Figgy Pudding:

  • 2 package(s) (8 ounces each) dried Calimyrna figs
  • 1 3/4 cup(s) milk
  • 1 1/2 cup(s) all-purpose flour
  • 1 cup(s) sugar
  • 2 1/2 teaspoon(s) baking powder
  • 1 teaspoon(s) ground nutmeg
  • 1 teaspoon(s) ground cinnamon
  • 1 teaspoon(s) salt
  • 3 large eggs
  • 1/2 cup(s) (1 stick) margarine or butter, melted and cooled slightly
  • 1 1/2 cup(s) (3 to 4 slices white bread) fresh bread crumbs
  • 1 tablespoon(s) grated orange peel
  • Marzipan fruit and greens, for garnish

Brandied Hard Sauce:

  • 1 1/2 cup(s) confectioners’ sugar
  • 1/2 cup(s) (1 stick) margarine or butter, softened
  • 2 tablespoon(s) brandy
  • 1/2 teaspoon(s) vanilla extract

Directions

  1. Figgy Pudding: Preheat oven to 350 degrees F. Grease 2 1/2-quart metal steamed-pudding mold or fluted tube pan.
  2. With kitchen shears, cut stems from figs; cut figs into small pieces. In 2-quart saucepan over medium-low heat, cook figs and milk, covered, 10 to 15 minutes, stirring occasionally (mixture may look curdled). Be careful not to let mixture boil.
  3. Meanwhile, in medium bowl, mix flour, sugar, baking powder, nutmeg, cinnamon, and salt.
  4. In large bowl, with mixer at high speed, beat eggs 1 minute. Reduce speed to low; add margarine or butter, bread crumbs, orange peel, and warm fig mixture. Gradually add flour mixture; beat until just blended.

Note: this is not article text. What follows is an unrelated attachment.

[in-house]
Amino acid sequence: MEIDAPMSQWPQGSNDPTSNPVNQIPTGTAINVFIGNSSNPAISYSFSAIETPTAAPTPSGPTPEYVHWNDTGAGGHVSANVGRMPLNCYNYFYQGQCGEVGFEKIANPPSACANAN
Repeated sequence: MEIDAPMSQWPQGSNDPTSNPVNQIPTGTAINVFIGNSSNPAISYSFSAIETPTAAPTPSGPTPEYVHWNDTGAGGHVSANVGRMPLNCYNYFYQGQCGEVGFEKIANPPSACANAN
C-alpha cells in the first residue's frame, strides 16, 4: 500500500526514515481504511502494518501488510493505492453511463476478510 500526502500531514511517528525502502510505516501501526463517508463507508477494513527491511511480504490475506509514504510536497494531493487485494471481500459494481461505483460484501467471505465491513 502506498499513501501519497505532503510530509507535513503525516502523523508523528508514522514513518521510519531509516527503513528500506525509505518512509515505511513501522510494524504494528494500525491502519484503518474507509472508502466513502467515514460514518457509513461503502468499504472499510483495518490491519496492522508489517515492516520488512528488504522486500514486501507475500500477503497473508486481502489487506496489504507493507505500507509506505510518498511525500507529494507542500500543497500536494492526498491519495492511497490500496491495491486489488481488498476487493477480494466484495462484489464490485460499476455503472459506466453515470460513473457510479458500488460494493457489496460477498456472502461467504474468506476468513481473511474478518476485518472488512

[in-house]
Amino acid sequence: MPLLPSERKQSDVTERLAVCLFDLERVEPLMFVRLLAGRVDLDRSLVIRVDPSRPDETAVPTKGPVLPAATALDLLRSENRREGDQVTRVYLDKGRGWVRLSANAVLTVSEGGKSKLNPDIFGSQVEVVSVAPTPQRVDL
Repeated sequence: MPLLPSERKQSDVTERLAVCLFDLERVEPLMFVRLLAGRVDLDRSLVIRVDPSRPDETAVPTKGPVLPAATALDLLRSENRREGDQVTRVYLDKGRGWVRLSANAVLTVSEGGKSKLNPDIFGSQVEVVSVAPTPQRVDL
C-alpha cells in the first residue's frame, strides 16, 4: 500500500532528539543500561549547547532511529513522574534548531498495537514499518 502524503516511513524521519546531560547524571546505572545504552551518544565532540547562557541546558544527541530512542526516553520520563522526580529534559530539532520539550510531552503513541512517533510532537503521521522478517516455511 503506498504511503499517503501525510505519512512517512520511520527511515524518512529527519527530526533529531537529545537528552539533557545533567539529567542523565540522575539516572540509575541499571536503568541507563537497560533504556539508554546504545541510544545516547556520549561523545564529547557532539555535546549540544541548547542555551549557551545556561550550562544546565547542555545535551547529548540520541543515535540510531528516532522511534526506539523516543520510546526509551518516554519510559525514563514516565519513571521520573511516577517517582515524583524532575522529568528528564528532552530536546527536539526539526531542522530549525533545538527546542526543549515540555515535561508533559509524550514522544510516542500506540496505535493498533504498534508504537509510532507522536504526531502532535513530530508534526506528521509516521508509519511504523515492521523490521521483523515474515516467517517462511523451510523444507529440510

5. Spoon fig mixture into mold, smoothing top. Cover with sheet of greased foil, greased-side down. (If your mold has a lid, grease the inside and do not use foil.) Place the mold in a deep roasting pan and place on oven rack. Pour hot tap water into roasting pan to come 2 inches up side of mold.
  6. Bake pudding 2 hours or until firm and it pulls away from side of mold. Remove pudding from water bath; remove foil and cool on wire rack 10 minutes. Invert onto serving plate; remove mold. Garnish with marzipan fruit and greens. Serve warm.
  7. Brandied Hard Sauce: In small bowl, with mixer at medium speed, beat confectioners’ sugar, margarine or butter, brandy, and vanilla extract until creamy. Refrigerate if not serving right away. Makes about 1 cup.Nutrition information given is for one serving pudding without Hard Sauce.



Sugar Plums

  • 2 cups whole almonds
  • 1⁄4 cup honey
  • 2 tsp. grated orange zest
  • 1 1⁄2 tsp. ground cinnamon
  • 1⁄2 tsp. ground allspice
  • 1⁄2 tsp. freshly grated nutmeg
  • 1 cup finely chopped dried apricots
  • 1 cup finely chopped pitted dates
  • 1 cup confectioners’ sugar

Preheat oven to 400°. Arrange almonds on a baking sheet in a single layer and toast in oven for 10 minutes. Set aside to cool, then finely chop. Meanwhile, combine honey, orange zest, cinnamon, allspice, and nutmeg in a medium mixing bowl. Add almonds, apricots, and dates and mix well.

Pinch off rounded teaspoon-size pieces of the mixture and roll into balls. (Rinse your hands often, as mixture is very sticky.) Roll balls in sugar, then refrigerate in single layers between sheets of waxed paper in airtight containers for up to 1 month. Their flavor improves after ripening for several days.

Makes 75 sugar plums.